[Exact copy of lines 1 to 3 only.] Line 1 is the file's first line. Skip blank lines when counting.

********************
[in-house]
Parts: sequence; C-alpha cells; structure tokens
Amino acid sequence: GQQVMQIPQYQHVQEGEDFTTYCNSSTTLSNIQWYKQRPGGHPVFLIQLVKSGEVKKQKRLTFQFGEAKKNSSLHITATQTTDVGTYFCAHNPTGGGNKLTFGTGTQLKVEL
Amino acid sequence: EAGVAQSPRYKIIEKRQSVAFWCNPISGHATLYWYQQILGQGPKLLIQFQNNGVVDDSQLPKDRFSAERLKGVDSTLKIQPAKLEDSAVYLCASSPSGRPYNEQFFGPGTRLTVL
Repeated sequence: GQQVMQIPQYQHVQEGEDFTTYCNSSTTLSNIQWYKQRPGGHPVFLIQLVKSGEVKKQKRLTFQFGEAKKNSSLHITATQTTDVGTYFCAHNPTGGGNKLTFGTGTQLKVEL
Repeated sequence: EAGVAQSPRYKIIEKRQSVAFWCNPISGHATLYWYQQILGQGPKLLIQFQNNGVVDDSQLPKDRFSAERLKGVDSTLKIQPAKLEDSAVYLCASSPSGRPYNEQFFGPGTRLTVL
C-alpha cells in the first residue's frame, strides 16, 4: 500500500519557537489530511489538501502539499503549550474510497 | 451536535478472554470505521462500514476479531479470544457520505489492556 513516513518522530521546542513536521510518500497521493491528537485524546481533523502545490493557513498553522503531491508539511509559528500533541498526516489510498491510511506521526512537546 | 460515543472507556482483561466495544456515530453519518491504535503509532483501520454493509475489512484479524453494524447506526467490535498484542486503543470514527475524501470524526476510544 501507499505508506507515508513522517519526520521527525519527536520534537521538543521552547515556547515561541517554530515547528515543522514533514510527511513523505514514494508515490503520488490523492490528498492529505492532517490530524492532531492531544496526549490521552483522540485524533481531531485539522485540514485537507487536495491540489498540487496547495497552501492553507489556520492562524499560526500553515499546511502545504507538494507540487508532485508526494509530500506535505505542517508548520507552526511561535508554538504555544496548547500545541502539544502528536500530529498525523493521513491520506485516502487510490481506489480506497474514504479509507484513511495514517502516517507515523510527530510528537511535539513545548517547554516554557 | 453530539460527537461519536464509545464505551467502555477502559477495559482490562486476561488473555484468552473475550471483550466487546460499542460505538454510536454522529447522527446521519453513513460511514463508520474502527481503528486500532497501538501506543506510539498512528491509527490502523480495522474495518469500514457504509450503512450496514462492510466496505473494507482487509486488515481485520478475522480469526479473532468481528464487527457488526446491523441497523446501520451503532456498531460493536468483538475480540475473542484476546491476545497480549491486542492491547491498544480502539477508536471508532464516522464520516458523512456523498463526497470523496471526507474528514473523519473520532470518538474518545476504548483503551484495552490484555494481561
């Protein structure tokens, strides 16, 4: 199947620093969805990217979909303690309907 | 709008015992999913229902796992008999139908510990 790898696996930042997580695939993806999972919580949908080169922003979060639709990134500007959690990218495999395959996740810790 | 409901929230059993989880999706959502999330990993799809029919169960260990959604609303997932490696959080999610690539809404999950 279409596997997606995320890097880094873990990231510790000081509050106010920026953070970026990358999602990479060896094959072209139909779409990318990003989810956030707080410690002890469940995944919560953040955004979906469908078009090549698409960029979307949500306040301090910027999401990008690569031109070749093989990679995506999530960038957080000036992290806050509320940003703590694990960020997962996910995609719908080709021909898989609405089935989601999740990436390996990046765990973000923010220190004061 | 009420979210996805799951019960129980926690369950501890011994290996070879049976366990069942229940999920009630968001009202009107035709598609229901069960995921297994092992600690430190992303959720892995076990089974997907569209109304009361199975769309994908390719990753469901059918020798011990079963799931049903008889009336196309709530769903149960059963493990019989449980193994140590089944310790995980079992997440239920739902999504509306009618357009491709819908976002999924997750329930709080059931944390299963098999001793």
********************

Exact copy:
[in-house]
Parts: sequence; C-alpha cells; structure tokens
Amino acid sequence: GQQVMQIPQYQHVQEGEDFTTYCNSSTTLSNIQWYKQRPGGHPVFLIQLVKSGEVKKQKRLTFQFGEAKKNSSLHITATQTTDVGTYFCAHNPTGGGNKLTFGTGTQLKVEL